So how do you know if it is too windy to go out? Tiger Moths don't mind a lot of wind, so long as it's straight-on to the runway: what they don't like is crosswind (where the wind blows across the runway). This wouldn't have been a problem when they were built.
In the first half of the twentieth century, an airfield was just that: a roughly circular (part of a) field, at least 600 m in diameter. There was never any crosswind because you took off and landed in whichever direction the wind was coming from. But during and after the War, airplanes got heavier and larger: they needed a longer run to take off and land, so it became impractical to have a field long enough in every direction; and they needed special concrete runways instead of grass, to take the extra weight and decrease drag. Modern airfields have the main runway(s) in the direction the wind most commonly comes from at that location, and fewer or smaller runways in one or two other directions. Usually only one runway direction is used at a time, and they pick the one that's closest to the wind direction.
When you're sitting on the runway, you know what direction it points: it's the name of the runway times ten. For example, at Cambridge, the main runway is runway 23 (pronounced two three, not twenty-three), so it's at 230°. (Note that if you go the other way along the same runway, it's called runway 05, and is at 050°.) If there are several runways in the same direction, they get names based on their position (e.g. 23 right), or another distinguishing characteristic (e.g. 23 grass).
You know what direction the wind is blowing. Even a non-towered airport will have one or more windsocks (often at both ends of the runway, as above), letting you get a good estimate of wind speed and direction. If you're in a towered airport, they will have an anenometer near the runway somewhere, with a read-out in the tower, and the tower will tell you on the radio before you depart. "Two seven five one five knots," they say, meaning an angle of 275°, and a 15 knot speed (shown in blue). Any fool can tell you that's blowing at an angle of 45° to the runway, but how much of that is crosswind?
If you remember SOH-CAH-TOA from school trigonometry, the sine function is the obvious method to use, making a triangle of the wind, the crosswind component (green), and the runway centreline. But you've only got a few seconds to decide, and you can't have sine tables flapping around the cockpit, so there's a simple rule of thumb. Divide the angle by 60°, and multiply the result by the wind speed. If the angle's more than 60° to start with, then just treat the whole wind speed as crosswind. So in this case, our 45° angle is two-thirds of 60°, and two-thirds of 15 knots is 10 knots. That's right on the crosswind limit for a Tiger Moth. You wouldn't go out in such a wind, in case it gets worse while you're airborne, but you might accept it for landing.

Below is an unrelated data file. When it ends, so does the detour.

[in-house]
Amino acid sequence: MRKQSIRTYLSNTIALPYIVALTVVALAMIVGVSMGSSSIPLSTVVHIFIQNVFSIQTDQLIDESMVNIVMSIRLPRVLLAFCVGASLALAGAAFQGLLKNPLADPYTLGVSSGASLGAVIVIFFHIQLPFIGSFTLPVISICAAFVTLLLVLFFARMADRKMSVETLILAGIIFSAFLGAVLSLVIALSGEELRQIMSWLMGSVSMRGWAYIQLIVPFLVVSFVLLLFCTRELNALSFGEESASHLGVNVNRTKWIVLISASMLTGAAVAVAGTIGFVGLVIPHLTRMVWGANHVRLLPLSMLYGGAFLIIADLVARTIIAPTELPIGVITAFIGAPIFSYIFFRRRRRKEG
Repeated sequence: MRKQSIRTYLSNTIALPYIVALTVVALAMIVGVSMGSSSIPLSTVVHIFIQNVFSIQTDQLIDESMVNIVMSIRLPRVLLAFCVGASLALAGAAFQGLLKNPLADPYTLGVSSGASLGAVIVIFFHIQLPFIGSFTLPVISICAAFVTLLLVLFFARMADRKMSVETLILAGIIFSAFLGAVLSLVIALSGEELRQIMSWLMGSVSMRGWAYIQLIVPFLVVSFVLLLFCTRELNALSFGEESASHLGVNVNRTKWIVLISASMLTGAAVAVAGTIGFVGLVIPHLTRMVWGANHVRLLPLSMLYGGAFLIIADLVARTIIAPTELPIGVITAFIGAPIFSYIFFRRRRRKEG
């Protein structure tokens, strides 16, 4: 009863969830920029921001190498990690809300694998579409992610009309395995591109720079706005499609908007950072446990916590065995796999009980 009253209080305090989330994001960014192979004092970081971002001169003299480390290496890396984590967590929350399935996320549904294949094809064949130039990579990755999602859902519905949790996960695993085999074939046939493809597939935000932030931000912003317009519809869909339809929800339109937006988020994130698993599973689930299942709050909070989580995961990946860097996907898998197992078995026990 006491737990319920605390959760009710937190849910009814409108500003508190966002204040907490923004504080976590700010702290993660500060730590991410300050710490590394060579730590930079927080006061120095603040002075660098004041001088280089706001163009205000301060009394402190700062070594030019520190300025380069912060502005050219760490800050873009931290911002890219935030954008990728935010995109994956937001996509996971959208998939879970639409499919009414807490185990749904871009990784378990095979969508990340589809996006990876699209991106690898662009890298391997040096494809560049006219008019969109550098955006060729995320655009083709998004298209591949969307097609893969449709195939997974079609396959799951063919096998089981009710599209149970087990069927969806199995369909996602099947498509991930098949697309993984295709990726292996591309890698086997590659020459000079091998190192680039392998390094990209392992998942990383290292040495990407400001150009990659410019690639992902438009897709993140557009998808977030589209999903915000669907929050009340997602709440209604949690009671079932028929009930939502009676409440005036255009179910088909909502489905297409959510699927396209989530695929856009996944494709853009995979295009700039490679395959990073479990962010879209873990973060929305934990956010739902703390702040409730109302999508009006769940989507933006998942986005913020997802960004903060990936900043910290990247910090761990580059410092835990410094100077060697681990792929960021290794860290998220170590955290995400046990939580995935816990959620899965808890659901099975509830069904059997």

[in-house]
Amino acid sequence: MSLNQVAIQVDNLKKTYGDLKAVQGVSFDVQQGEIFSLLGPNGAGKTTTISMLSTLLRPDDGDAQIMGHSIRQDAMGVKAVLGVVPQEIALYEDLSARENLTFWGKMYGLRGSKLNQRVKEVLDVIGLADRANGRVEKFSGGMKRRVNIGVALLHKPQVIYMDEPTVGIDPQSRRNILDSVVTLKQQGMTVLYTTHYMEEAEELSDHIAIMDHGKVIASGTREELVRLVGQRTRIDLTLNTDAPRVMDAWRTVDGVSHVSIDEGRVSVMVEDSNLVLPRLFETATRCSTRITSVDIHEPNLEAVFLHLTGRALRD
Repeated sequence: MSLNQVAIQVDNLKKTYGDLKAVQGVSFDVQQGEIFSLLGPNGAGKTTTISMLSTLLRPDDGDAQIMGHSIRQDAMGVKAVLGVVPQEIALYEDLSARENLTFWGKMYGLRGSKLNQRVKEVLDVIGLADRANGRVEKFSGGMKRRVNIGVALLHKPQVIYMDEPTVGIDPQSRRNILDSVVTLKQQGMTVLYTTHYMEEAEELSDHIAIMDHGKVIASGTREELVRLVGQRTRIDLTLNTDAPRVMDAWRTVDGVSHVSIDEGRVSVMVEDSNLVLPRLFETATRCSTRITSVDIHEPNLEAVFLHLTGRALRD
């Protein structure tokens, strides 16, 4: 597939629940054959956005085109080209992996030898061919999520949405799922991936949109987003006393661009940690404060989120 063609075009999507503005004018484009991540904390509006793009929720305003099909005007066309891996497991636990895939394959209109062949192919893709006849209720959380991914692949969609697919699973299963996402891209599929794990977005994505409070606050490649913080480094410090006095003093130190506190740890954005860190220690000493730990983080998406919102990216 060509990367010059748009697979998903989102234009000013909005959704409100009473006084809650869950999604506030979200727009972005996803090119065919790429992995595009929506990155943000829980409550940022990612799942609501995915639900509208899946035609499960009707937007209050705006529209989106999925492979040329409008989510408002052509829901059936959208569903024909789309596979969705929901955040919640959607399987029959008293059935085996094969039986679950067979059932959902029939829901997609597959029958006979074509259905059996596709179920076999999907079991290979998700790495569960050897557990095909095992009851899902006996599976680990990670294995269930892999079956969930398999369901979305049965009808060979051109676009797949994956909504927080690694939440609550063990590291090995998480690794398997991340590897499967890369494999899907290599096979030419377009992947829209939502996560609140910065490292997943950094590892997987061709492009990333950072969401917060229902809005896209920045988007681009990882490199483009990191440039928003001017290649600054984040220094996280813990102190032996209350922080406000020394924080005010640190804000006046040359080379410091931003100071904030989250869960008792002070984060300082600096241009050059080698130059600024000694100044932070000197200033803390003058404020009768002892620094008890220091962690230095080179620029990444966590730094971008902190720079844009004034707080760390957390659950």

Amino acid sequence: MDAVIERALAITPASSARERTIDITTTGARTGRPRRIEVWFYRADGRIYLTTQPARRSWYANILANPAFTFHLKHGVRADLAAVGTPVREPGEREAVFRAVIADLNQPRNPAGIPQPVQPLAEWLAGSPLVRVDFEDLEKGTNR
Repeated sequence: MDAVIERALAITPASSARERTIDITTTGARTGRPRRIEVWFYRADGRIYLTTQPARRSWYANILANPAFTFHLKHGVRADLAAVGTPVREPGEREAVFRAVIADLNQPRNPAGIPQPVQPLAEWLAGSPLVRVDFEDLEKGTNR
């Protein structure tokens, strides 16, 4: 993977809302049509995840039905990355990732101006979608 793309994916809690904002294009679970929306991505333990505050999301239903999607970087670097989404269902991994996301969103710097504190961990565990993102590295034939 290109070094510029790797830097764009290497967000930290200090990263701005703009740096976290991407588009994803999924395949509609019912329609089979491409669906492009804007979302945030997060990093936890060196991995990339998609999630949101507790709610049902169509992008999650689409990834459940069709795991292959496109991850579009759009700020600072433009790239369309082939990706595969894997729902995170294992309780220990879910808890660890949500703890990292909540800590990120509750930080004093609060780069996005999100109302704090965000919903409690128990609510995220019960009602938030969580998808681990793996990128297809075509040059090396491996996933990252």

If you really remember your school trigonometry, you might recognise this as the "small angle approximation", where you assume sin(x) ~ x in radians. 1 radian is a little under 60°. By the time you get to 60°, the approximation is already about 20% inaccurate, but it's good enough when you're working in your head, and it's almost certainly less than the amount the wind changes while you're taking off or landing anyway.
I was hoping to get lucky with the weather this winter, but I haven't managed it. I've had three sorties cancelled for weather reasons, and the one nice weekend we've had in January, I couldn't book a slot. March winds and April showers may well bring forth May flowers, as the old saying says, but if they also bring a lack of flying until late Spring, I won't be a happy bunny.